Proposals are expected to adopt a system thinking or transdisciplinary approach, with simultaneous analysis of environmental, societal, climatic and biodiversity impacts, their relationships and interlinkages, and positive and negative feedbacks. The participation of technical sciences, social sciences and humanities disciplines is important for addressing the complex challenges of this topic, as well as engaging local communities in the research process, as appropriate.

International cooperation is encouraged, with a strong linkage with the ongoing activities under the All-Atlantic Ocean Research and Innovation Alliance and encouraging participation from countries that take part in the Arctic Science Ministerial meetings.

Actions under this topic should plan on a close collaboration among each other and with the EU Polar Cluster. Actions should build upon and link with past Horizon 2020 projects (e.g., Nunataryuk and Arctic PASSION), EU Polarnet 2, Copernicus, Sustaining Arctic Observing Networks (SAON).

Synergies and complementarities with HORIZON-CL5-2024-D1-01-02: Inland ice, including snow cover, glaciers, ice sheets and permafrost, and their interaction with climate change; HORIZON-CL6-2023-COMMUNITIES-11: Participation and empowerment of Arctic coastal, local, and indigenous communities in environmental decision-making; HORIZON-CL6-2023-ZEROPOLLUTION-01-2: Integrated assessment and monitoring of emerging pollutants, and activities under the Arctic-Atlantic Lighthouse of the EU Mission Restore our ocean and waters.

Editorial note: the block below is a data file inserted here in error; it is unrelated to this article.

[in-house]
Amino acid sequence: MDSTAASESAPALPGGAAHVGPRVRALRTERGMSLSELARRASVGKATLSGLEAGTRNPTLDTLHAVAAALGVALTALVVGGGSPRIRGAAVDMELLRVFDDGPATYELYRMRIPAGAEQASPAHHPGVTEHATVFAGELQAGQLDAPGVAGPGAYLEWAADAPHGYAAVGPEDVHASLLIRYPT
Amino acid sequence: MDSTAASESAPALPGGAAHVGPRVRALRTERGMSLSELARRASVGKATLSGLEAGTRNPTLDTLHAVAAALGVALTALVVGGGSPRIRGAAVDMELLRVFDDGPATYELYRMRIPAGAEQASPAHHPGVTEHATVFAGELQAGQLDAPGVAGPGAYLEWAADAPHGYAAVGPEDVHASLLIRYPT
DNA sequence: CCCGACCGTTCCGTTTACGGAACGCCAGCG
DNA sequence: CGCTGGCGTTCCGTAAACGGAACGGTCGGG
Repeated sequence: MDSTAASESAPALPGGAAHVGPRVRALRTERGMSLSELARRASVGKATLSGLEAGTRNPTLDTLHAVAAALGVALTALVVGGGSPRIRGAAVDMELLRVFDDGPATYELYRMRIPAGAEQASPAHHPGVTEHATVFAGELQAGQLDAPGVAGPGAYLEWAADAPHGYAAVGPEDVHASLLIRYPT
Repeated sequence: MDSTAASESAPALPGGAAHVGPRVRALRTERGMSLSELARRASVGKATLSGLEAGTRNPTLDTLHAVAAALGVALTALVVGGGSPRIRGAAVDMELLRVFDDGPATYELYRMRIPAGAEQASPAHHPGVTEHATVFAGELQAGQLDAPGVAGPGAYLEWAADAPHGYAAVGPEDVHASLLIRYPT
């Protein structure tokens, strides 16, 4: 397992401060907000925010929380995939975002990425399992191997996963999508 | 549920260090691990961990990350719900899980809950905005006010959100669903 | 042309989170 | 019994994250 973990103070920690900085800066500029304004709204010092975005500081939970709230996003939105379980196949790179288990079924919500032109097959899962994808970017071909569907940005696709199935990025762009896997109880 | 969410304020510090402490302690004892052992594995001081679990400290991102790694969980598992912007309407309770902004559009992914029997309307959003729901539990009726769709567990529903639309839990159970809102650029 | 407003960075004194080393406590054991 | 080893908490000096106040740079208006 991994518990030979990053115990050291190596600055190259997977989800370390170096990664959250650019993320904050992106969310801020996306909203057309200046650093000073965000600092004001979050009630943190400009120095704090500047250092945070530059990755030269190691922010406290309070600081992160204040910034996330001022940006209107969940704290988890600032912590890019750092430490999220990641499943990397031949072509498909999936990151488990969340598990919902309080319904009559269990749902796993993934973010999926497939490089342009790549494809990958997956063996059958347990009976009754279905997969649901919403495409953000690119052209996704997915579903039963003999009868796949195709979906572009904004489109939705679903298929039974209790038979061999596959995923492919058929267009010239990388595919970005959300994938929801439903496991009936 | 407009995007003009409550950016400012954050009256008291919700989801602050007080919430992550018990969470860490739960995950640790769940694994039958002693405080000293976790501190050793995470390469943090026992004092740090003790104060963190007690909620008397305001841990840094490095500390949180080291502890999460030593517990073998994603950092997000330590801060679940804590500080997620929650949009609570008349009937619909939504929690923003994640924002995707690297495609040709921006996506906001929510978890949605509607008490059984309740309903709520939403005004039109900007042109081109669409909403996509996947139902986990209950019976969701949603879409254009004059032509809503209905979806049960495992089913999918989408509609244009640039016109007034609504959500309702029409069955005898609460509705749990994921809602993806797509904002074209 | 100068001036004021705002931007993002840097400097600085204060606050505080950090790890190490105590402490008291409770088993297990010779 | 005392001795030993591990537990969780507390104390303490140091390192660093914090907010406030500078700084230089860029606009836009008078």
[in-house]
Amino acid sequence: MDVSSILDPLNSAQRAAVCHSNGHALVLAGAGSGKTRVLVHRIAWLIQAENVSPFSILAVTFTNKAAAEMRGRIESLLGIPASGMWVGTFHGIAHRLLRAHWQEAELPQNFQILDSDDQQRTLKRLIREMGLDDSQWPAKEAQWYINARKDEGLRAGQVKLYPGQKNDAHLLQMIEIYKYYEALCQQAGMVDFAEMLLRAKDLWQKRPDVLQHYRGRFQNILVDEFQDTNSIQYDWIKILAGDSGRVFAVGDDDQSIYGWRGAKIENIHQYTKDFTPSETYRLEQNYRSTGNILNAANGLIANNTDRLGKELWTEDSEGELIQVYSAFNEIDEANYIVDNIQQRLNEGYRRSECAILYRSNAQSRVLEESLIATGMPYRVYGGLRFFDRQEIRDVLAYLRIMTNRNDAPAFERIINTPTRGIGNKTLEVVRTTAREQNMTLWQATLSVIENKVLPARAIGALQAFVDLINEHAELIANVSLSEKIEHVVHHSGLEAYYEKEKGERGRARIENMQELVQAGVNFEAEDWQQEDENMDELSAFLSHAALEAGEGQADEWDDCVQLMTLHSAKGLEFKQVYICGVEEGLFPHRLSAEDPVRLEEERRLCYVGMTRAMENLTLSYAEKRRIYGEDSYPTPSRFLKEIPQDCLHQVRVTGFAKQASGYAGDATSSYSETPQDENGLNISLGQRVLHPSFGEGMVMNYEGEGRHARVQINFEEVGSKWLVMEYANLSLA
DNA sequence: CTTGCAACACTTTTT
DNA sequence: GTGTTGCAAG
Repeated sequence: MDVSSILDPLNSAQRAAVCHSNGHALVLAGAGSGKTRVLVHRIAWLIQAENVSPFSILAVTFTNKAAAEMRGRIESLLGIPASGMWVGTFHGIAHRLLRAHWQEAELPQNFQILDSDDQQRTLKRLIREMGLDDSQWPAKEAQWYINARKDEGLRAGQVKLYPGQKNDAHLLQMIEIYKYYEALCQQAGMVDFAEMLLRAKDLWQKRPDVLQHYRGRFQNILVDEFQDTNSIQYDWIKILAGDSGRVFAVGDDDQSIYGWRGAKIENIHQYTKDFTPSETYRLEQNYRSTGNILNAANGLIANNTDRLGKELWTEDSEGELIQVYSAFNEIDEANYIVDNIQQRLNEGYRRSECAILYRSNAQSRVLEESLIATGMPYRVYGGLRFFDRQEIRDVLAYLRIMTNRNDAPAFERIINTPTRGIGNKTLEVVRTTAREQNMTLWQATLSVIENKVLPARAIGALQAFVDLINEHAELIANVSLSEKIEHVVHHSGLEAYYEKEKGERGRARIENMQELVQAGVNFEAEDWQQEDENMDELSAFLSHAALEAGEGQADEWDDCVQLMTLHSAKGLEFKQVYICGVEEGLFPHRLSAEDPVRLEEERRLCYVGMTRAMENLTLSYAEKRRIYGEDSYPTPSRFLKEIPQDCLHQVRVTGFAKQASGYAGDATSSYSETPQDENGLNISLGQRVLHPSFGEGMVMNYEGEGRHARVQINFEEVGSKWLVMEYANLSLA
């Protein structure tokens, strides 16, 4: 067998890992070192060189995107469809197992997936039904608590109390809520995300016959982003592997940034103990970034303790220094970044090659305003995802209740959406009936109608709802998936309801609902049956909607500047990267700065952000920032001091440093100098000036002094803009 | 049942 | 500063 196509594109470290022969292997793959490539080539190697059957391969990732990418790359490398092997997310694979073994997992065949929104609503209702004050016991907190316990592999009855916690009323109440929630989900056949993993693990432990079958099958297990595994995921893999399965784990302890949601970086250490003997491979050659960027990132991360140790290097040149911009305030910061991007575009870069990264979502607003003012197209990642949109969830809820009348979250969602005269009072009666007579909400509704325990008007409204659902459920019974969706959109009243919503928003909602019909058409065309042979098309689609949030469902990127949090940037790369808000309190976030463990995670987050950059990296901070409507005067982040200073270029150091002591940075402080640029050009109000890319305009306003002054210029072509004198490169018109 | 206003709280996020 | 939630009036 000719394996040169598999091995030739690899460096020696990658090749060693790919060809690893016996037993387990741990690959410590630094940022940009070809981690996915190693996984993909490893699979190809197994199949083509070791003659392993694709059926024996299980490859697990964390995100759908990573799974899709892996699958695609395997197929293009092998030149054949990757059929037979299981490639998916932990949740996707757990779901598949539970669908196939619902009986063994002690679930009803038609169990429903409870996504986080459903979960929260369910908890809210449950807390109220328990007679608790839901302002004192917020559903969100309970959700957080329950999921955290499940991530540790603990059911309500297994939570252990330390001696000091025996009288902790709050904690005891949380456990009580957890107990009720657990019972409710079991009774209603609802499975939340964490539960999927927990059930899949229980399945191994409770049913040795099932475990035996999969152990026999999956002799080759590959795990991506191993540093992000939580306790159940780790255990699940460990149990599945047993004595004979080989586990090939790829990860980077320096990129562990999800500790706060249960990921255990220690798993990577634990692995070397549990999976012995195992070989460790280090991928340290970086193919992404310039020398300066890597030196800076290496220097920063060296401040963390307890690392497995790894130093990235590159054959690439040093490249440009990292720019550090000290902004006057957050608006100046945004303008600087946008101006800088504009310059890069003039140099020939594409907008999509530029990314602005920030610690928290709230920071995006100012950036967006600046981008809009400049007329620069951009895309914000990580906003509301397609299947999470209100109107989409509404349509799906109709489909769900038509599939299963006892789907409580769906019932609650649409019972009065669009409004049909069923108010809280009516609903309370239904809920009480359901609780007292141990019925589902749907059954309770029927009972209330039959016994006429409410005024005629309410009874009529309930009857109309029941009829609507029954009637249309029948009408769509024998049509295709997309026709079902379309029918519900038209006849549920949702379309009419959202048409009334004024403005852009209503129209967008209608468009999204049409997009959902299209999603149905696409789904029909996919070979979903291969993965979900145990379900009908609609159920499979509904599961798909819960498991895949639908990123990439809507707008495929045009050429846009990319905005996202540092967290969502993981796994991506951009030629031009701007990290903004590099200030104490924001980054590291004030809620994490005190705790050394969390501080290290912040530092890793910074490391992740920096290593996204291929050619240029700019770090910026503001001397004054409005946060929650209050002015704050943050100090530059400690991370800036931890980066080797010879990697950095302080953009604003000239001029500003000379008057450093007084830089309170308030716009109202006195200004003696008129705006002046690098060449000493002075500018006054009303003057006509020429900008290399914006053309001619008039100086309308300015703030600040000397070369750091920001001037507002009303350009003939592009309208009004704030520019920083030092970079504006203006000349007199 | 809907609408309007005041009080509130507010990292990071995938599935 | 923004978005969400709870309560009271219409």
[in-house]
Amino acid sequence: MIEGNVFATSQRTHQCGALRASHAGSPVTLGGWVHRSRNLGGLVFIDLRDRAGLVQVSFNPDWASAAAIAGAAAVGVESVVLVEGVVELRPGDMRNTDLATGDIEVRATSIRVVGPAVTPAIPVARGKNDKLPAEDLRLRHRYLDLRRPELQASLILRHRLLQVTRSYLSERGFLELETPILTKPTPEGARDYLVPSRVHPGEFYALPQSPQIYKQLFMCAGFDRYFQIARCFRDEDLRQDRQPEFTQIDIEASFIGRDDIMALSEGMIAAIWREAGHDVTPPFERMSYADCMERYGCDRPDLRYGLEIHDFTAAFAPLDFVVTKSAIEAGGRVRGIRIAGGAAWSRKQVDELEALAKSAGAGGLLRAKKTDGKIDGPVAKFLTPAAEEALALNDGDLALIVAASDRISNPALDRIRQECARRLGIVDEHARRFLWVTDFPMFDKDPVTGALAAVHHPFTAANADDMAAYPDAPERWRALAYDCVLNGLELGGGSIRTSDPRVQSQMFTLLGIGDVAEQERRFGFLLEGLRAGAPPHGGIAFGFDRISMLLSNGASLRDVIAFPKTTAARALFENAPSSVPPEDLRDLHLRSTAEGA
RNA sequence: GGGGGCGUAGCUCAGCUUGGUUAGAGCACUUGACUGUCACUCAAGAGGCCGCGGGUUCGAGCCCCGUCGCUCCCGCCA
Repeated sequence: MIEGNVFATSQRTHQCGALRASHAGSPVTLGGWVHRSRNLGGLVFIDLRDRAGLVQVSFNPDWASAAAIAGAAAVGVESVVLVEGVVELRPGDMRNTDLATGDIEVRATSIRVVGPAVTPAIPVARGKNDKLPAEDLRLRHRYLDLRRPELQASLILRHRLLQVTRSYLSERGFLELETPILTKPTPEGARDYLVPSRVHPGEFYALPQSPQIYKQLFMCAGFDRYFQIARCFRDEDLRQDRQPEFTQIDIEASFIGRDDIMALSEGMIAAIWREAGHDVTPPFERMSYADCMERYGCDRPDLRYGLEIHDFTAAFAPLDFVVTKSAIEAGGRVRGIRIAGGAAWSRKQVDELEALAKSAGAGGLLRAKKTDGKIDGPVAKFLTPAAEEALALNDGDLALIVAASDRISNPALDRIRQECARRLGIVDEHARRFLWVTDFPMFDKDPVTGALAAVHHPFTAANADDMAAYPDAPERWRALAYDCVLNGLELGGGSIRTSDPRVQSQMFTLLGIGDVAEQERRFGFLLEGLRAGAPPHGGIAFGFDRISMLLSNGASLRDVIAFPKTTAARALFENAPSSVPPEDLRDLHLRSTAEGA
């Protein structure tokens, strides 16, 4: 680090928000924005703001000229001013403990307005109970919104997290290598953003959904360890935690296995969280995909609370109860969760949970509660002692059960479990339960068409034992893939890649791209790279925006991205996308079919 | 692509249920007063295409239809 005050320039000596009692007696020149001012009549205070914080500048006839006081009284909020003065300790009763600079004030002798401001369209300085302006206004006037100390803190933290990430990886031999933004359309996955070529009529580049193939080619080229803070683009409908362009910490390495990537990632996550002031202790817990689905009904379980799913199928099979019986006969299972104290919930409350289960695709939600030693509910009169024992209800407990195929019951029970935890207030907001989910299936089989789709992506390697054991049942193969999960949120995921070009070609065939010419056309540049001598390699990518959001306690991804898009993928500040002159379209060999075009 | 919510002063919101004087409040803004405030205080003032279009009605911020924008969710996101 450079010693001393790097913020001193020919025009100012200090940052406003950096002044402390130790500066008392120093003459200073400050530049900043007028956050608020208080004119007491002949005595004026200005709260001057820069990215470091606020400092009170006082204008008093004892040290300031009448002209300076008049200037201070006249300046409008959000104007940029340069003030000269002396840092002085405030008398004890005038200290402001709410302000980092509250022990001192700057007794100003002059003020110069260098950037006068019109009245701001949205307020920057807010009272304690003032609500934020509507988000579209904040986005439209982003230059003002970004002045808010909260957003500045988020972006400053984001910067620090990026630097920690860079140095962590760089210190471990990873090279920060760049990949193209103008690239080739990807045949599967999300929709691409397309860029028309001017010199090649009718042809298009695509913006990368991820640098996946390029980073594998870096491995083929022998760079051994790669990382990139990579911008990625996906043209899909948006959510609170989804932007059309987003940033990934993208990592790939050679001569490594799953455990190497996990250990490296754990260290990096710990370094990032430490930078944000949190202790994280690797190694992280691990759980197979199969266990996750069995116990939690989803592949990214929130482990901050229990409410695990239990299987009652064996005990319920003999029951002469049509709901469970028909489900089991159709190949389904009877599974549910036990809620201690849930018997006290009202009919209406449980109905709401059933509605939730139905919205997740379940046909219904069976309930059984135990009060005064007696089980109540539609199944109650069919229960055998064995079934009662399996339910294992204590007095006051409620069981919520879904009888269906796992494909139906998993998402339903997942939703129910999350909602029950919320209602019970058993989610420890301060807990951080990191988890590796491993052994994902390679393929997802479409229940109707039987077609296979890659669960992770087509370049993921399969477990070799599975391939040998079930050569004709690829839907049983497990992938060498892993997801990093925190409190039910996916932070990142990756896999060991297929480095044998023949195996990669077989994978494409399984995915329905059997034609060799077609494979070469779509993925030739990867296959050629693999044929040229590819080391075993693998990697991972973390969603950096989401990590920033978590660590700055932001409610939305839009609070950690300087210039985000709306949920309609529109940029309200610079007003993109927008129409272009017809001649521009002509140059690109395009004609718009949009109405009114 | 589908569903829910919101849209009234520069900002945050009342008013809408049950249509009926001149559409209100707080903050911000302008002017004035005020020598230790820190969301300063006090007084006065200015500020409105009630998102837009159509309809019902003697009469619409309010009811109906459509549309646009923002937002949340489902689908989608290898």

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Expected effects and impacts

In line with the European Green Deal’s zero pollution ambition, successful proposals should contribute to protecting Arctic ecosystems. They should analyse main pollution sources in a climate change context, and examine ways to prevent or eliminate pollutants, consequently protecting environmental and human health and the quality of aquatic ecosystems. This will contribute to the implementation of the new EU policy for a peaceful, sustainable and prosperous Arctic, to the follow-up of the 3rd Arctic Science ministerial meeting and to the work of the Arctic Council.

Expected results
  • Advanced scientific understanding of the impacts of pollution in the Arctic, including marine litter, emerging pollutants and plastic pollution, as well as diverse chemical discharges, and its interactions with the changing climate and thawing permafrost;
  • Advanced understanding of the main ecological, socio-economic and health associated risks and challenges, following a One Health approach;
  • Resilience and adaptation strategies identified for both ecosystems and human communities, in relation to the changes in Arctic. Design solutions and pathways for ecological and societal mitigation and adaptation;